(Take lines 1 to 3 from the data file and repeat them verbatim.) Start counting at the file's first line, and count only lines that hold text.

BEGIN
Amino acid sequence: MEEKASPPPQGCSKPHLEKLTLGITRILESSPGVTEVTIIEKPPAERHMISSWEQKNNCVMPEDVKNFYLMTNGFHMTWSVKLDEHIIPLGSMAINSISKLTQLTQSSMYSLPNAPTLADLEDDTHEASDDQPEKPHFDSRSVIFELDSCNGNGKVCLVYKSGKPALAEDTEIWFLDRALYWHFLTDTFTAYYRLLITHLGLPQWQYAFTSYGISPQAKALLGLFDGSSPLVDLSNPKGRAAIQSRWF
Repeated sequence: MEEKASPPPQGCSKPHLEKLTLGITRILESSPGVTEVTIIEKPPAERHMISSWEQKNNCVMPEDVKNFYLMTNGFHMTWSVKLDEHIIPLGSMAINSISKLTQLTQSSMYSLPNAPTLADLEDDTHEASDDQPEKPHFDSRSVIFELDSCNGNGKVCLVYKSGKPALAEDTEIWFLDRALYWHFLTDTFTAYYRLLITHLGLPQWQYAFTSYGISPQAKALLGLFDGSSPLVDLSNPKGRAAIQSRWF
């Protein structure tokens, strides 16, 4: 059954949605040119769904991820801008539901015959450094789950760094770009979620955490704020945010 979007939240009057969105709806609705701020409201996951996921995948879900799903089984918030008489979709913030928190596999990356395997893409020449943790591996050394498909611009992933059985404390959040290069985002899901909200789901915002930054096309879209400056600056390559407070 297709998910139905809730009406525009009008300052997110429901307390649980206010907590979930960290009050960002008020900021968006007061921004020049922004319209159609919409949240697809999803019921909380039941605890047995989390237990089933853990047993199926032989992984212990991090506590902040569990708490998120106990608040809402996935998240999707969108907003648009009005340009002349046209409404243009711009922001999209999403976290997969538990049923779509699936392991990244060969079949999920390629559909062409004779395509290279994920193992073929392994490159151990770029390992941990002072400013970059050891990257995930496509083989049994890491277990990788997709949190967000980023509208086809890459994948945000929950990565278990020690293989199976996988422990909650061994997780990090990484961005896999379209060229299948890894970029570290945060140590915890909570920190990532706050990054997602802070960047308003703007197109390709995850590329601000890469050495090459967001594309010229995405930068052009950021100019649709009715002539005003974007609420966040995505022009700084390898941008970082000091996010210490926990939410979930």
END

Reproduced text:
Amino acid sequence: MEEKASPPPQGCSKPHLEKLTLGITRILESSPGVTEVTIIEKPPAERHMISSWEQKNNCVMPEDVKNFYLMTNGFHMTWSVKLDEHIIPLGSMAINSISKLTQLTQSSMYSLPNAPTLADLEDDTHEASDDQPEKPHFDSRSVIFELDSCNGNGKVCLVYKSGKPALAEDTEIWFLDRALYWHFLTDTFTAYYRLLITHLGLPQWQYAFTSYGISPQAKALLGLFDGSSPLVDLSNPKGRAAIQSRWF
Repeated sequence: MEEKASPPPQGCSKPHLEKLTLGITRILESSPGVTEVTIIEKPPAERHMISSWEQKNNCVMPEDVKNFYLMTNGFHMTWSVKLDEHIIPLGSMAINSISKLTQLTQSSMYSLPNAPTLADLEDDTHEASDDQPEKPHFDSRSVIFELDSCNGNGKVCLVYKSGKPALAEDTEIWFLDRALYWHFLTDTFTAYYRLLITHLGLPQWQYAFTSYGISPQAKALLGLFDGSSPLVDLSNPKGRAAIQSRWF
């Protein structure tokens, strides 16, 4: 059954949605040119769904991820801008539901015959450094789950760094770009979620955490704020945010 979007939240009057969105709806609705701020409201996951996921995948879900799903089984918030008489979709913030928190596999990356395997893409020449943790591996050394498909611009992933059985404390959040290069985002899901909200789901915002930054096309879209400056600056390559407070 297709998910139905809730009406525009009008300052997110429901307390649980206010907590979930960290009050960002008020900021968006007061921004020049922004319209159609919409949240697809999803019921909380039941605890047995989390237990089933853990047993199926032989992984212990991090506590902040569990708490998120106990608040809402996935998240999707969108907003648009009005340009002349046209409404243009711009922001999209999403976290997969538990049923779509699936392991990244060969079949999920390629559909062409004779395509290279994920193992073929392994490159151990770029390992941990002072400013970059050891990257995930496509083989049994890491277990990788997709949190967000980023509208086809890459994948945000929950990565278990020690293989199976996988422990909650061994997780990090990484961005896999379209060229299948890894970029570290945060140590915890909570920190990532706050990054997602802070960047308003703007197109390709995850590329601000890469050495090459967001594309010229995405930068052009950021100019649709009715002539005003974007609420966040995505022009700084390898941008970082000091996010210490926990939410979930």